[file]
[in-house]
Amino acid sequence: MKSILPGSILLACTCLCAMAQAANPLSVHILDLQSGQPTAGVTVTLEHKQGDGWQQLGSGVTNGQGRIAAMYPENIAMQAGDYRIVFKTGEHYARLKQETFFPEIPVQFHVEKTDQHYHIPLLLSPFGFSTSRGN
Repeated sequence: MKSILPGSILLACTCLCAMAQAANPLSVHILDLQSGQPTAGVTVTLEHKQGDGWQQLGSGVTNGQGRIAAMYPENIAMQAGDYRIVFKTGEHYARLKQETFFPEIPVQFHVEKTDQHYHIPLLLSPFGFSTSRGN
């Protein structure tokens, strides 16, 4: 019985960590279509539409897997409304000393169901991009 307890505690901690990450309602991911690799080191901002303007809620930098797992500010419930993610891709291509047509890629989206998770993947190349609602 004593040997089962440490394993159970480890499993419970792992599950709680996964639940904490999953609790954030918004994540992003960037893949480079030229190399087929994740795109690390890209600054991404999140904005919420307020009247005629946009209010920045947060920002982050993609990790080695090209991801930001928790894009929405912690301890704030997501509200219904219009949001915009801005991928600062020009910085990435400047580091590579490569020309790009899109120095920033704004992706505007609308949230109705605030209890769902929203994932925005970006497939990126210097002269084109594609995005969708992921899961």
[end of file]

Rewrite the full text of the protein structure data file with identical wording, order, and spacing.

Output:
[in-house]
Amino acid sequence: MKSILPGSILLACTCLCAMAQAANPLSVHILDLQSGQPTAGVTVTLEHKQGDGWQQLGSGVTNGQGRIAAMYPENIAMQAGDYRIVFKTGEHYARLKQETFFPEIPVQFHVEKTDQHYHIPLLLSPFGFSTSRGN
Repeated sequence: MKSILPGSILLACTCLCAMAQAANPLSVHILDLQSGQPTAGVTVTLEHKQGDGWQQLGSGVTNGQGRIAAMYPENIAMQAGDYRIVFKTGEHYARLKQETFFPEIPVQFHVEKTDQHYHIPLLLSPFGFSTSRGN
């Protein structure tokens, strides 16, 4: 019985960590279509539409897997409304000393169901991009 307890505690901690990450309602991911690799080191901002303007809620930098797992500010419930993610891709291509047509890629989206998770993947190349609602 004593040997089962440490394993159970480890499993419970792992599950709680996964639940904490999953609790954030918004994540992003960037893949480079030229190399087929994740795109690390890209600054991404999140904005919420307020009247005629946009209010920045947060920002982050993609990790080695090209991801930001928790894009929405912690301890704030997501509200219904219009949001915009801005991928600062020009910085990435400047580091590579490569020309790009899109120095920033704004992706505007609308949230109705605030209890769902929203994932925005970006497939990126210097002269084109594609995005969708992921899961």